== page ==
In late 1944, Adolf Hitler, still recovering from the shock of a failed attempt on his life and the setback of the Allied landings at Normandy, decided to make one last desperate push against his enemies. It was a bold move, aiming to catch the complacent Allies unaware by driving toward the port of Antwerp through the Ardennes. Total victory was no longer in the cards for Germany, but Hitler believed that if he could split the British and U.S. forces, disrupting their logistics and undermining their morale, it might allow him to press for a negotiated peace rather than unconditional surrender. Allied intelligence had not taken the prospect of a final German push seriously enough, and so German forces initially achieved surprise and made progress. For the Americans, this turned out to be the toughest and most costly battle of World War II: some 19,000 U.S. servicemen were killed. But the Germans lacked the capacity to sustain a long campaign, and their effort to do so left the German army exhausted, outnumbered, and outgunned—so depleted that there was little left for the actual defense of Germany in the following months.
The German offensive came to be known as the Battle of the Bulge because of the shape of the German advance. To mark its 70th anniversary, a number of books have been published that seek to capture its drama and intensity. By far the most substantive of these is Caddick-Adams’ Snow and Steel. Caddick-Adams leaves nothing out, and the details can be overwhelming. But the book’s comprehensiveness and rigor will make it hard to supersede as the most authoritative history of the battle. Caddick-Adams explores the challenges faced by commanders on both sides. The Allies had to regroup mentally in response to an unexpected challenge; German generals demonstrated professional skill even in a situation they knew to be hopeless. One of Caddick-Adams’ most telling observations is how dependent the Germans were on horses, such that their mobility was little better than it had been during World War I.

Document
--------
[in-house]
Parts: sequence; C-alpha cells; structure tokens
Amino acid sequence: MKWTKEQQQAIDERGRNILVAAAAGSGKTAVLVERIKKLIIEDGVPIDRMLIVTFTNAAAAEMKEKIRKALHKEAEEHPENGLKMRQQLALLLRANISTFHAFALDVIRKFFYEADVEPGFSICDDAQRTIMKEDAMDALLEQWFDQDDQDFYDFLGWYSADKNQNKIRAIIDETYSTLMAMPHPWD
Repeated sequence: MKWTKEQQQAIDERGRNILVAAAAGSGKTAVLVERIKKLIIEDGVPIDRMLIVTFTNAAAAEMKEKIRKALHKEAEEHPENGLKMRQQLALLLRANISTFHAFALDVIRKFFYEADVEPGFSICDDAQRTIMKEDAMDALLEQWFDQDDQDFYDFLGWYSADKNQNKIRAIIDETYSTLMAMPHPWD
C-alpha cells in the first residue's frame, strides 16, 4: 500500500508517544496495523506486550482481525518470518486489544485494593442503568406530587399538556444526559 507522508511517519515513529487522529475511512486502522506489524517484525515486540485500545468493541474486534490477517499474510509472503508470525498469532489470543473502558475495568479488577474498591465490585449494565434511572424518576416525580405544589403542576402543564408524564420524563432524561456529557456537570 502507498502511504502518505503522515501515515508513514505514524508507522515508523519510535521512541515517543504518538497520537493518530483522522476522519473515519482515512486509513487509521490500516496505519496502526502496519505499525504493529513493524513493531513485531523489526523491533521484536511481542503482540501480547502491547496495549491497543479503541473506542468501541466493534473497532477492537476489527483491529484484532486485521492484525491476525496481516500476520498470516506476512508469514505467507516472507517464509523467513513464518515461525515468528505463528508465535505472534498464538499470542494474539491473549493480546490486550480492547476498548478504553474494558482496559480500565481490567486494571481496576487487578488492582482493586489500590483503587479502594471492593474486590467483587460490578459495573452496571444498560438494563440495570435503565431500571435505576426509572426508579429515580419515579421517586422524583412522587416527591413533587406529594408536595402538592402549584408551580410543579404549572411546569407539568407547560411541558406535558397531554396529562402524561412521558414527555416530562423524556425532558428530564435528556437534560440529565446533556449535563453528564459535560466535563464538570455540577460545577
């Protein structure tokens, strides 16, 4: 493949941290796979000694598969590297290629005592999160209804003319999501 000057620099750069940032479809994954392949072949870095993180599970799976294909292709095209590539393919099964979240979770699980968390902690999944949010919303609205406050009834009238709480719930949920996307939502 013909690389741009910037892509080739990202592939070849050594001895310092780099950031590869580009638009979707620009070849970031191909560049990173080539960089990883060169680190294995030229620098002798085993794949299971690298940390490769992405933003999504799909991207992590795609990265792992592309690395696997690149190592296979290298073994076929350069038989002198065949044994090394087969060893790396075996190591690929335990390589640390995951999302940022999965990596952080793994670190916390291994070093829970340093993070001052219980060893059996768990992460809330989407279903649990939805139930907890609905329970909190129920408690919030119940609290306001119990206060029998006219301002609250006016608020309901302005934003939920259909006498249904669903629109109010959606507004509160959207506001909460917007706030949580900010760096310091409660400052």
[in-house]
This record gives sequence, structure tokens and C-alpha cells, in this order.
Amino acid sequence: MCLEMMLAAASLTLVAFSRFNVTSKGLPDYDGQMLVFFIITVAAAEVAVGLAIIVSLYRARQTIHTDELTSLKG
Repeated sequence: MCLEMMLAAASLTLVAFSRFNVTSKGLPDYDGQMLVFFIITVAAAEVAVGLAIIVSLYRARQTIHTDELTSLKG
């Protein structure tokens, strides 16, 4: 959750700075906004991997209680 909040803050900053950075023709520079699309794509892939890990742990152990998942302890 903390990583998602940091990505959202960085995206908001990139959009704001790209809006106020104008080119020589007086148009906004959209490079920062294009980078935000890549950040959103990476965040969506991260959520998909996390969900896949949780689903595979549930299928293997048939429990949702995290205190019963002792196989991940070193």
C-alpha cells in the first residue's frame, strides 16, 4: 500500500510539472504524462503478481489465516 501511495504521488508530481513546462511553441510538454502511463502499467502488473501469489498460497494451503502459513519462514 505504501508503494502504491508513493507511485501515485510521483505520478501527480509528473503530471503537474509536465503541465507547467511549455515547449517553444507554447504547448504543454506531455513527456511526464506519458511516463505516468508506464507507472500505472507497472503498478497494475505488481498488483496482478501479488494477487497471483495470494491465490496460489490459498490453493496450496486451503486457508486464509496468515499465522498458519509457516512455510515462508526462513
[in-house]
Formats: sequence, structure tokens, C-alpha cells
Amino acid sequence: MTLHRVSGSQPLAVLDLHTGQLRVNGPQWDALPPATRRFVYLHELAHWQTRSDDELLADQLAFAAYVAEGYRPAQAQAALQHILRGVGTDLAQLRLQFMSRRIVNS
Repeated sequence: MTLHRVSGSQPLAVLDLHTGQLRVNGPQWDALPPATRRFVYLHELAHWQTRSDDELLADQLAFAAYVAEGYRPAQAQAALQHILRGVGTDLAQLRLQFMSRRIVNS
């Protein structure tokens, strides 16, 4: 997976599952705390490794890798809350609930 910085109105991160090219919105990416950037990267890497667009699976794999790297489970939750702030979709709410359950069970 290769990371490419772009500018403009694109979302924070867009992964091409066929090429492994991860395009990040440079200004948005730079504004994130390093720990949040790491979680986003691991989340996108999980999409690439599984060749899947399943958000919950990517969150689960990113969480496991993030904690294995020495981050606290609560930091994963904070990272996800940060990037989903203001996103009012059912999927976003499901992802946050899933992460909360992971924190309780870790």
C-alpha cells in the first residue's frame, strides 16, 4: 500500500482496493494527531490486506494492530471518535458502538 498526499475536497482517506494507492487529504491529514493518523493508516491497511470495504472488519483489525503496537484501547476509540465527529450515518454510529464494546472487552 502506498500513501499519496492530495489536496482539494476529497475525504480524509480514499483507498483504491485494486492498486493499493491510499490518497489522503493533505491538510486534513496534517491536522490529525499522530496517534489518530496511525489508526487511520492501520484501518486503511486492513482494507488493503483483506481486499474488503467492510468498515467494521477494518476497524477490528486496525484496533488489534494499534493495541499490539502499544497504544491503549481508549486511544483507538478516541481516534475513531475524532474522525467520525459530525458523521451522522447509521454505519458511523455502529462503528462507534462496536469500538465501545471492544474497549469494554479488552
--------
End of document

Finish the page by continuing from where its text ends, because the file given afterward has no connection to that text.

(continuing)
The grittiness and brutality of the fighting comes through in Caddick-Adams’ vivid blow-by-blow account based on the recollections of veterans. Some 40 days of wintry conditions, fatigue, and bloodletting make for grim reading. The episode that stands out is the siege of the small Belgian town of Bastogne. If the Germans had moved more quickly, the town would have been theirs. But the U.S. 101st Airborne Division managed to get there first. When the German command demanded surrender, the response from U.S. General Anthony McAuliffe—“Nuts!”—passed quickly into U.S. Army legend. Schrijvers provides a lively account of the fighting and does a particularly good job of describing the experiences of the city’s civilians, terrorized by the Nazis and surviving the siege by hiding in cellars. Barron, in his gripping description of the conflict, concentrates on the challenges faced by U.S. General George Patton’s Fourth Armored Division as it struggled to break the siege while airdrops kept the Germans supplied. Patton himself, however, features less prominently than the book’s title suggests.